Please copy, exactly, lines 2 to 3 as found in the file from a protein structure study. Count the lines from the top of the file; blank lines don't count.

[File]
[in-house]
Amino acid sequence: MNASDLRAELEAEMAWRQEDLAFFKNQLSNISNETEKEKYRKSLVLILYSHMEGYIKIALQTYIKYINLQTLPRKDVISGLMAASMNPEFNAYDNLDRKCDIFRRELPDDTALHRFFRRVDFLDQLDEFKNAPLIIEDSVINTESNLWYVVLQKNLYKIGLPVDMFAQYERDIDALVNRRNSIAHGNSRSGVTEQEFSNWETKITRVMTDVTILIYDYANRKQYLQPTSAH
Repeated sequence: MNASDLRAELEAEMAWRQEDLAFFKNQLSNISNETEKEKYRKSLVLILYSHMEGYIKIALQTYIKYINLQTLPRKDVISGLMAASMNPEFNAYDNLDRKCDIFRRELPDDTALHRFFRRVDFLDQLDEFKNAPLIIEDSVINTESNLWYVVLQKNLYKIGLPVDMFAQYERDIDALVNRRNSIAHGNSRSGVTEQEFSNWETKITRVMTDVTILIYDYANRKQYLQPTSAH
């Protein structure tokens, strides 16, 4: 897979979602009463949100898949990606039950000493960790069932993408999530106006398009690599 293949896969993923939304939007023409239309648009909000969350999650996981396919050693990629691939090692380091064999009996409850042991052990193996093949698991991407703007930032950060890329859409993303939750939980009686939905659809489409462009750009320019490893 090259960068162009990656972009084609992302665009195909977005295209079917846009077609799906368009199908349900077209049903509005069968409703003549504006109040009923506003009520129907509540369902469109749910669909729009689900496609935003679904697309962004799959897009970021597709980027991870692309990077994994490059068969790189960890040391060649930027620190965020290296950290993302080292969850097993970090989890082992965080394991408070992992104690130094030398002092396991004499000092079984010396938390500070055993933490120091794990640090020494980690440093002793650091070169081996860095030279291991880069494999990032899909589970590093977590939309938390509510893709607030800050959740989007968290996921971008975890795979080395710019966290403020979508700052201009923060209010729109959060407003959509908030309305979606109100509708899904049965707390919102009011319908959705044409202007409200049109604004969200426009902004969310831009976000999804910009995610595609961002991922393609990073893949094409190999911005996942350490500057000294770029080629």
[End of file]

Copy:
Amino acid sequence: MNASDLRAELEAEMAWRQEDLAFFKNQLSNISNETEKEKYRKSLVLILYSHMEGYIKIALQTYIKYINLQTLPRKDVISGLMAASMNPEFNAYDNLDRKCDIFRRELPDDTALHRFFRRVDFLDQLDEFKNAPLIIEDSVINTESNLWYVVLQKNLYKIGLPVDMFAQYERDIDALVNRRNSIAHGNSRSGVTEQEFSNWETKITRVMTDVTILIYDYANRKQYLQPTSAH
Repeated sequence: MNASDLRAELEAEMAWRQEDLAFFKNQLSNISNETEKEKYRKSLVLILYSHMEGYIKIALQTYIKYINLQTLPRKDVISGLMAASMNPEFNAYDNLDRKCDIFRRELPDDTALHRFFRRVDFLDQLDEFKNAPLIIEDSVINTESNLWYVVLQKNLYKIGLPVDMFAQYERDIDALVNRRNSIAHGNSRSGVTEQEFSNWETKITRVMTDVTILIYDYANRKQYLQPTSAH